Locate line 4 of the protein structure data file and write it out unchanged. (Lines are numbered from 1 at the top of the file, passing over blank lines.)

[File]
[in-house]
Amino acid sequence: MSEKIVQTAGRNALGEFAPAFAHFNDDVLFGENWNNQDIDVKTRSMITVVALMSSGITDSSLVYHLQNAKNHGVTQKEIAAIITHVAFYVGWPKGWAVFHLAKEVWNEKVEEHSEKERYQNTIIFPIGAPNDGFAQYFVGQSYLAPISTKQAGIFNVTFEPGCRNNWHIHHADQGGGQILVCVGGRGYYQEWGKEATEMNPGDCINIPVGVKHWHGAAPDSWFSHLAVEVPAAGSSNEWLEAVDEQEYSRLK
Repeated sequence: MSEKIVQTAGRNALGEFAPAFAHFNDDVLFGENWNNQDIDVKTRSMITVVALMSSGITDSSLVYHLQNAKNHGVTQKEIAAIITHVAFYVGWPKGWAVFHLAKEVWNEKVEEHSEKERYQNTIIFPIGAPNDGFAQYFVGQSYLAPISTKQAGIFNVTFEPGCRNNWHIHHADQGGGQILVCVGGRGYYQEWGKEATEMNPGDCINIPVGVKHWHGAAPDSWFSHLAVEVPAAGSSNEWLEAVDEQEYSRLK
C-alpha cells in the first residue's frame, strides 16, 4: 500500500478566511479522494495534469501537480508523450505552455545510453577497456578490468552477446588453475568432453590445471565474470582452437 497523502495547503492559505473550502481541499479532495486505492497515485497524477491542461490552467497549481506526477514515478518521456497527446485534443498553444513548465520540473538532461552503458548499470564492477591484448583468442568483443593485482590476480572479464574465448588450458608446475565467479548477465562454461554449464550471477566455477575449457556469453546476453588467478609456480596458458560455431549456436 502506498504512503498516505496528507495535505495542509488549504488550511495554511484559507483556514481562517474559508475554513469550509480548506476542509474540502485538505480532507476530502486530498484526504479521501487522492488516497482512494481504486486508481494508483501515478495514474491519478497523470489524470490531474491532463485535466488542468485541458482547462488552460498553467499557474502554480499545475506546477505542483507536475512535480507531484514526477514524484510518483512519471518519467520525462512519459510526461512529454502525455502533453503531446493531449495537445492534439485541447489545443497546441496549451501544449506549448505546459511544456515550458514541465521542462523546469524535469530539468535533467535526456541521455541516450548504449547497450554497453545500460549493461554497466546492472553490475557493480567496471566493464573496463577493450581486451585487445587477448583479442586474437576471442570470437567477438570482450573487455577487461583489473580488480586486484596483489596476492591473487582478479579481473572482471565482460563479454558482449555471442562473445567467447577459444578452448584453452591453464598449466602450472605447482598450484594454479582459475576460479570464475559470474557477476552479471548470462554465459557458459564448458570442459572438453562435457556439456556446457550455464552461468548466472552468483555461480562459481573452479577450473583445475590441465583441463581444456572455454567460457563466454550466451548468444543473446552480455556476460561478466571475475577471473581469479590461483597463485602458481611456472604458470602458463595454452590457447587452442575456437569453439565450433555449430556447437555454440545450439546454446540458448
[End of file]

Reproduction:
C-alpha cells in the first residue's frame, strides 16, 4: 500500500478566511479522494495534469501537480508523450505552455545510453577497456578490468552477446588453475568432453590445471565474470582452437 497523502495547503492559505473550502481541499479532495486505492497515485497524477491542461490552467497549481506526477514515478518521456497527446485534443498553444513548465520540473538532461552503458548499470564492477591484448583468442568483443593485482590476480572479464574465448588450458608446475565467479548477465562454461554449464550471477566455477575449457556469453546476453588467478609456480596458458560455431549456436 502506498504512503498516505496528507495535505495542509488549504488550511495554511484559507483556514481562517474559508475554513469550509480548506476542509474540502485538505480532507476530502486530498484526504479521501487522492488516497482512494481504486486508481494508483501515478495514474491519478497523470489524470490531474491532463485535466488542468485541458482547462488552460498553467499557474502554480499545475506546477505542483507536475512535480507531484514526477514524484510518483512519471518519467520525462512519459510526461512529454502525455502533453503531446493531449495537445492534439485541447489545443497546441496549451501544449506549448505546459511544456515550458514541465521542462523546469524535469530539468535533467535526456541521455541516450548504449547497450554497453545500460549493461554497466546492472553490475557493480567496471566493464573496463577493450581486451585487445587477448583479442586474437576471442570470437567477438570482450573487455577487461583489473580488480586486484596483489596476492591473487582478479579481473572482471565482460563479454558482449555471442562473445567467447577459444578452448584453452591453464598449466602450472605447482598450484594454479582459475576460479570464475559470474557477476552479471548470462554465459557458459564448458570442459572438453562435457556439456556446457550455464552461468548466472552468483555461480562459481573452479577450473583445475590441465583441463581444456572455454567460457563466454550466451548468444543473446552480455556476460561478466571475475577471473581469479590461483597463485602458481611456472604458470602458463595454452590457447587452442575456437569453439565450433555449430556447437555454440545450439546454446540458448